they do it for the same reason: reducing the cost of change. Early web
      frameworks were very page-focused, which pushed against the kind of
      reuse that eases agility. Now there are better options for componentized
      UIs, so that the same visual component may appear in may places but is
      only coded once.

      And coming back to your other point, headless systems that provide API
      for UI, Ajax-ish approaches and better in-browser tools have made that
      easier. It's not that one builds a whole back-end system first and then
      puts on a UI, naturally. But people do tend to end up with a more slowly
      evolving back-end system and a more quickly evolving front-end
      interface. In the projects I keep an eye on, this has drastically
      reduced the cost of design change, and led to a lot more lightweight
      prototyping and design exploration than I saw at the beginning of the

      So the way I see out of this is more of the same: new practices,
      improved tools, better collaboration, and more experience making agile
      design work.

    • carl myhill
      I m a bit new to Agile but don t really see the problem with this vision thing. I use the Cooper Goal-Directed Design Method. We interview users to learn their
      Message 83 of 83 , Jun 2, 2008
        I'm a bit new to Agile but don't really see the problem with this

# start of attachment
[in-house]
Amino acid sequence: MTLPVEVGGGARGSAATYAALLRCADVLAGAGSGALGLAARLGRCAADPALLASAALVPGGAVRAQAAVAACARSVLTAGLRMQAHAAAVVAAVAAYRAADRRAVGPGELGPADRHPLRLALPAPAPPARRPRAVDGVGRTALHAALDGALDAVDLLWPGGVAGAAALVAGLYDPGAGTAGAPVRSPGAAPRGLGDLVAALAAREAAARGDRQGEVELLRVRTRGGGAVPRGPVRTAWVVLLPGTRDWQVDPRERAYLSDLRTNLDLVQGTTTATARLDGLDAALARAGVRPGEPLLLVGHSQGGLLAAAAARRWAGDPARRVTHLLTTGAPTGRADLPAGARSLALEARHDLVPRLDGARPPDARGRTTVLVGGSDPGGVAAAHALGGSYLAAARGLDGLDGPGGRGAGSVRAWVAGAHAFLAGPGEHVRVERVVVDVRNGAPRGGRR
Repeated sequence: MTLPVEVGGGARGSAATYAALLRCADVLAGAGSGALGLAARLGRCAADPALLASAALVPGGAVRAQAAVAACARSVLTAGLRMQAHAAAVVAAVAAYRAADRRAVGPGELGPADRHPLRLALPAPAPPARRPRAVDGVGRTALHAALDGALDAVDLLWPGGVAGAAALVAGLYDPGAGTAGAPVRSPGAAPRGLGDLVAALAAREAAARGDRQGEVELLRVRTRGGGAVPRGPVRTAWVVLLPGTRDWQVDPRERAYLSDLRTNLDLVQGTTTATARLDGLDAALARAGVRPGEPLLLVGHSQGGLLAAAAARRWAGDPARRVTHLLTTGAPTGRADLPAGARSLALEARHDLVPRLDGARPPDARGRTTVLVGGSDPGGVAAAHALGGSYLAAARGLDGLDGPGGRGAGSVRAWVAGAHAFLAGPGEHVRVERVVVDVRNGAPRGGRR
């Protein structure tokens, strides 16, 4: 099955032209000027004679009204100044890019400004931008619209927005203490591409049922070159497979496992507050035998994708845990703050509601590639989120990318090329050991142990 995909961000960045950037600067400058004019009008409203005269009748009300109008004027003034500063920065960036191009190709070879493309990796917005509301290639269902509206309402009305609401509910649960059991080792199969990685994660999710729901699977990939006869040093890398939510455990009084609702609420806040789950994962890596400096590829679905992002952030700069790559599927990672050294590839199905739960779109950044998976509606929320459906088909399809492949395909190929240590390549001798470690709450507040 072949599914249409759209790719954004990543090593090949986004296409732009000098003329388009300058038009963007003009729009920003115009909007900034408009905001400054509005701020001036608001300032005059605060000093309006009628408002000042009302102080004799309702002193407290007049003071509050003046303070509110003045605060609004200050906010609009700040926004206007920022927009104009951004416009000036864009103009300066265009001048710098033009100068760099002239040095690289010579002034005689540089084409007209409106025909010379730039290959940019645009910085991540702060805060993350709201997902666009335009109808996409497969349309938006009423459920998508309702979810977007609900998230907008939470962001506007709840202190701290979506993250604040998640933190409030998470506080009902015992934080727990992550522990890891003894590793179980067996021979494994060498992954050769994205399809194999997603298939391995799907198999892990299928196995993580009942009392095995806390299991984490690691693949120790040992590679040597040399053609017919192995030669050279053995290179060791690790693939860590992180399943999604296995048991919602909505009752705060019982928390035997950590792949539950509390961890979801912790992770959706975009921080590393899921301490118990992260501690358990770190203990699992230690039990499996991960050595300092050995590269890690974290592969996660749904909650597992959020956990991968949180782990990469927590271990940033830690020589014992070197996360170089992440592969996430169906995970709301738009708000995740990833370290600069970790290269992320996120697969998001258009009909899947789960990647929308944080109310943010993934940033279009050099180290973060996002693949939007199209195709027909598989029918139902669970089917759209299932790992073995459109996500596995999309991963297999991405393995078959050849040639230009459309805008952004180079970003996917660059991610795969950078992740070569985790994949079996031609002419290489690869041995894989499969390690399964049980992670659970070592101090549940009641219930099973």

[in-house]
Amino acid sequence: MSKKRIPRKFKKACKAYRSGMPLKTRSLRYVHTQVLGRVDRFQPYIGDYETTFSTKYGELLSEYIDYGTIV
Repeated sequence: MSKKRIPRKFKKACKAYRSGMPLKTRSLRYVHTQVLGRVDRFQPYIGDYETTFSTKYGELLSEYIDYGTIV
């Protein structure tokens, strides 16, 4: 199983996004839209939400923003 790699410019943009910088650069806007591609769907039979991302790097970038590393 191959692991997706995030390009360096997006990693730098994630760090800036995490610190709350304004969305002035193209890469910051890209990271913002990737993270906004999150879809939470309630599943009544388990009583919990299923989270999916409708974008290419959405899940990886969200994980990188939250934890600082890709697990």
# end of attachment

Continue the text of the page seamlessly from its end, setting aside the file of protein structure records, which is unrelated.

vision thing. I use the Cooper Goal-Directed Design Method.

        We interview users to learn their goals and understand their tasks and
        we do that up front, perhaps as a sprint rather than anything

        We produce personas, from the interview data, and goals. And we
        produce high level context scenarios, which start making basic
        references to concepts that will exist in the design.

        From the context scenarios we can almost underline the parts which
        indicate user needs.

        Then we take out a whiteboard pen and write a storyboard wireframe
        (which Cooper used to call the Design Vision and now call in
        Interaction Framework). We elaborate a bit on the design hinted at in
        the context scenario and produce a key path scenario, which describes
        in more detail how the user will interact with the design. This whole
        exercise lets us outline the anatomy of the design and to understand
        how to play it.

        When we are happy with that Design Vision, we can jump into iterations
        and do a bit of 'just in time' detailed design.

        The Vision, is the Design Vision. It is justified through
        understanding the users typical day and their typical needs. It
        probably won't change much since it is quite high level.

        I'm not sure where the problem is with a vision like this. perhaps,
        the only drawback is that you have to do a bit of work in front of the
        iterative cycles to get a good understanding of the users and what
        they do to enable you to get this vision pinned down.

        i'd be interested in comments on this.

      Your message has been successfully submitted and would be delivered to recipients shortly.